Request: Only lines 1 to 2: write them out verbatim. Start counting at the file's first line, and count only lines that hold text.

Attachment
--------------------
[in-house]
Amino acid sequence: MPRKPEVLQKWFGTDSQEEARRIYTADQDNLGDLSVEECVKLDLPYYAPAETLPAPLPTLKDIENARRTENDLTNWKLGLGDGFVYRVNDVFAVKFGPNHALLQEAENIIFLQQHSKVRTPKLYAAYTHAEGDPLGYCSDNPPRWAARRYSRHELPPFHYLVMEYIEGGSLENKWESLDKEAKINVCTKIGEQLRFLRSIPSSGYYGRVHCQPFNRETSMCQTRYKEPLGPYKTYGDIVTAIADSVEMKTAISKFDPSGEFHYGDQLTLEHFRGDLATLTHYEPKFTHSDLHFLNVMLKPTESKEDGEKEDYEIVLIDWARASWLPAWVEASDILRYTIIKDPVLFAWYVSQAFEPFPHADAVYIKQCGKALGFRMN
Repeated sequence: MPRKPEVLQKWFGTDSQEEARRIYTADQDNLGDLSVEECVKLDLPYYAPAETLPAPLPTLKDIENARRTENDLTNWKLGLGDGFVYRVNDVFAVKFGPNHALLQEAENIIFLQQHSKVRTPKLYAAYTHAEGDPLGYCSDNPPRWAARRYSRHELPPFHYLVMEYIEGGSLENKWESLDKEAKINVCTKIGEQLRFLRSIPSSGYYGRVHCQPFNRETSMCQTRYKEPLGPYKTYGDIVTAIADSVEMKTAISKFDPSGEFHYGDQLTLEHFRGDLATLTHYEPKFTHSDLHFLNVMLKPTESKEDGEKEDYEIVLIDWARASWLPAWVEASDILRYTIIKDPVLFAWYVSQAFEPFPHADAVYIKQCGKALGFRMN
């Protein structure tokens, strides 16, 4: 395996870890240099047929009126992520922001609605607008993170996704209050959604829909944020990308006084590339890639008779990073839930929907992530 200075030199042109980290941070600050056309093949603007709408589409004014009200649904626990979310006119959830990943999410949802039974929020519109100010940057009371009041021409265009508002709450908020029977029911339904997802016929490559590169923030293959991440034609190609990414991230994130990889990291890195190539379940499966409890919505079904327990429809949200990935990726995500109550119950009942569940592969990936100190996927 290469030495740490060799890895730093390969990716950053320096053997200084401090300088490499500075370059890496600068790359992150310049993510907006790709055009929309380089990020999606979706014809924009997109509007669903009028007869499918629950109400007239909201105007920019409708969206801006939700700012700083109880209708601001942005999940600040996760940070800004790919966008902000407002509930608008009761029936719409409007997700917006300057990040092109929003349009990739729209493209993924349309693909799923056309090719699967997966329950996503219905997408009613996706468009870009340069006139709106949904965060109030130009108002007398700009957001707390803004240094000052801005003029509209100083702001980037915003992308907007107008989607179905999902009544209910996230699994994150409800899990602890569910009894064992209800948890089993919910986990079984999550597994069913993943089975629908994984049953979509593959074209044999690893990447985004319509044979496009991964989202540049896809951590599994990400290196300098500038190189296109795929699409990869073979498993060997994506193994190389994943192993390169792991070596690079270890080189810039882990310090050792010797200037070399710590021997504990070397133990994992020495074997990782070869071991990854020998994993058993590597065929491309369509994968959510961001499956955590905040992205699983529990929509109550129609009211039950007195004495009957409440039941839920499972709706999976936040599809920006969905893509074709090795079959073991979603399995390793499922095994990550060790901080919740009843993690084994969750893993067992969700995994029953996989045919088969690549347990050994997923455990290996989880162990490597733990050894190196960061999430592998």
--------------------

[in-house]
Amino acid sequence: MPRKPEVLQKWFGTDSQEEARRIYTADQDNLGDLSVEECVKLDLPYYAPAETLPAPLPTLKDIENARRTENDLTNWKLGLGDGFVYRVNDVFAVKFGPNHALLQEAENIIFLQQHSKVRTPKLYAAYTHAEGDPLGYCSDNPPRWAARRYSRHELPPFHYLVMEYIEGGSLENKWESLDKEAKINVCTKIGEQLRFLRSIPSSGYYGRVHCQPFNRETSMCQTRYKEPLGPYKTYGDIVTAIADSVEMKTAISKFDPSGEFHYGDQLTLEHFRGDLATLTHYEPKFTHSDLHFLNVMLKPTESKEDGEKEDYEIVLIDWARASWLPAWVEASDILRYTIIKDPVLFAWYVSQAFEPFPHADAVYIKQCGKALGFRMN